Ceasefire agreements enter into force near Damascus, in Idlib province ― mediaWorld December 10, 4:18
Russian pair Tarasova/Morozov win final of ISU Grand Prix of Figure Skating in MarseillesSport December 10, 4:00
Matviyenko to visit UAE to participate in Forum of Women Speakers of ParliamentRussian Politics & Diplomacy December 10, 3:21
Doping samples of all athletes from past three Olympics should be re-analyzed ― lawmakerSport December 10, 2:01
Russia’s figure skater Medvedeva leads with world record after SP at Grand Prix finalsSport December 10, 1:28
Russian energy minister expects OPEC, non member countries to sign agreement on oil outputBusiness & Economy December 10, 0:46
40 ceasefire violations reported in Syria in past day ― Russian reconciliation centerWorld December 10, 0:02
Russia open for cooperation with IOC, WADA ― ROC presidentSport December 09, 23:44
McLaren’s report speaks for ‘fundamental attack’ on sports integrity ― IOC chief BachSport December 09, 23:08
BEIJING, March 10, 10:07 /ITAR-TASS/. China speaks for the resolution of the current situation in Ukraine, which has been in political turmoil since its legitimate leader Viktor Yanukovich was ousted in a violent uprising in February, by political and diplomatic means, the Chinese president said Monday.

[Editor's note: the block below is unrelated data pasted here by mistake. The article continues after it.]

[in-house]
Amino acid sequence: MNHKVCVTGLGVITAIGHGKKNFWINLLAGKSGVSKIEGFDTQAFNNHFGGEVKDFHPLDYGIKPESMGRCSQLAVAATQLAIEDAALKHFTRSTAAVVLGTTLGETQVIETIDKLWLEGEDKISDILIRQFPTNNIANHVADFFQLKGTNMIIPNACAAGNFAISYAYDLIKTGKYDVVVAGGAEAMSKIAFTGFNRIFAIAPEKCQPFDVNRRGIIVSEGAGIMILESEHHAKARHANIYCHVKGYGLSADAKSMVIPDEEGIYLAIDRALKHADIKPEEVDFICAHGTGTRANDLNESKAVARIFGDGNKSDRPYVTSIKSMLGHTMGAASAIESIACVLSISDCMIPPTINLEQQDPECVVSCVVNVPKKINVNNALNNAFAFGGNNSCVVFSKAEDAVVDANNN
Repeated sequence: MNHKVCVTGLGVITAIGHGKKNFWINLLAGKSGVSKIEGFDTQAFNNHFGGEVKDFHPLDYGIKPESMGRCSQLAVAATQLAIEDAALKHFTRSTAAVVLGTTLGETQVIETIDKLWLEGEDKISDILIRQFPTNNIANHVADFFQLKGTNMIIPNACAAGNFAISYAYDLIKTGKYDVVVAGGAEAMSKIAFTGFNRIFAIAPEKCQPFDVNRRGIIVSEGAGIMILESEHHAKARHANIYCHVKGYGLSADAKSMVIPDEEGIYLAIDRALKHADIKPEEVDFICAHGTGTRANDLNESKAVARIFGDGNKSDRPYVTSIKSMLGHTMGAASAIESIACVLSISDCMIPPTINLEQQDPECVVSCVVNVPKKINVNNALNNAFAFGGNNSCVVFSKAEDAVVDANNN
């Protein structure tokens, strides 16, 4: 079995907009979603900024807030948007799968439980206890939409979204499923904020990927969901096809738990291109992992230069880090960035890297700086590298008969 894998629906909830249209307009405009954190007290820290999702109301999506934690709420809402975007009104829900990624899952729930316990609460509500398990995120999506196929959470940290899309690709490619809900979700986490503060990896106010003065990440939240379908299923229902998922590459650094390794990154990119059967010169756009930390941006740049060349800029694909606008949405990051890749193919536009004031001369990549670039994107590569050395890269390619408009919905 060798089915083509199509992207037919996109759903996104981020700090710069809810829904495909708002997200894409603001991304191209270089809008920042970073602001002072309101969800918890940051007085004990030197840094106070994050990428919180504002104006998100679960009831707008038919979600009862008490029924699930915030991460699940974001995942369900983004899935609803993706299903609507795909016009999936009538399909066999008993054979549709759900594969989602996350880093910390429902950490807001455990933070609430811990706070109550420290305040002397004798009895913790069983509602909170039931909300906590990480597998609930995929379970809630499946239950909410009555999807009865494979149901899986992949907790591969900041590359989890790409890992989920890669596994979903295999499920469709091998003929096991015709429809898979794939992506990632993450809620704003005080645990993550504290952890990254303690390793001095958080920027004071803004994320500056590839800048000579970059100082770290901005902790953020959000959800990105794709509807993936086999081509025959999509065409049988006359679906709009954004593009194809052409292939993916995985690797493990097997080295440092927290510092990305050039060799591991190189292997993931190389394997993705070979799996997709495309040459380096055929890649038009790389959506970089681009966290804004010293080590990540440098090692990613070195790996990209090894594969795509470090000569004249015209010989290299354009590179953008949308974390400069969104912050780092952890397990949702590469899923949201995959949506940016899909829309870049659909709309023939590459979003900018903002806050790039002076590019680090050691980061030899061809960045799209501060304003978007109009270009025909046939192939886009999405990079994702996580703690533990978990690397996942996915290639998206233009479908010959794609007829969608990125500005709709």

“The Chinese side sticks to an objective and just position in the Ukrainian issue,” President Xi Jinping said in a phone conversation with US leader Barack Obama, according to the Chinese Foreign Ministry.
“The situation in Ukraine is very complicated. In the current conditions, all sides need to stay cool and reserved, avoid steps that may lead to escalation of tensions,” Xi said. “It is necessary to maintain the course for resolution of the crisis by political and diplomatic means.”
Xi said he hoped the parties to the conflict in Ukraine would be able to “resolve differences through dialogue and consultations.”
Earlier he said he was against threats of sanctions in international relations.
After Yanukovich was ousted in February, Ukraine’s parliament, the Verkhovna Rada, appointed an interim head of state, set early presidential elections for May 25 and approved a new government, which the Autonomous Ukrainian Republic of Crimea, where most residents are Russians, does not recognize.
Crimea’s Supreme Council on March 6 made a principled decision for the republic to secede from Ukraine and become part of the Russian Federation. The issue was put to a referendum that would take place on March 16.
The current Ukrainian leadership and the West have condemned the upcoming Crimean referendum as illegitimate. The West has threatened Russia with sanctions. Moscow's position is that the new Ukrainian authorities are illegitimate after the coup that ousted Yanukovich, but that Crimea’s authorities are legitimate.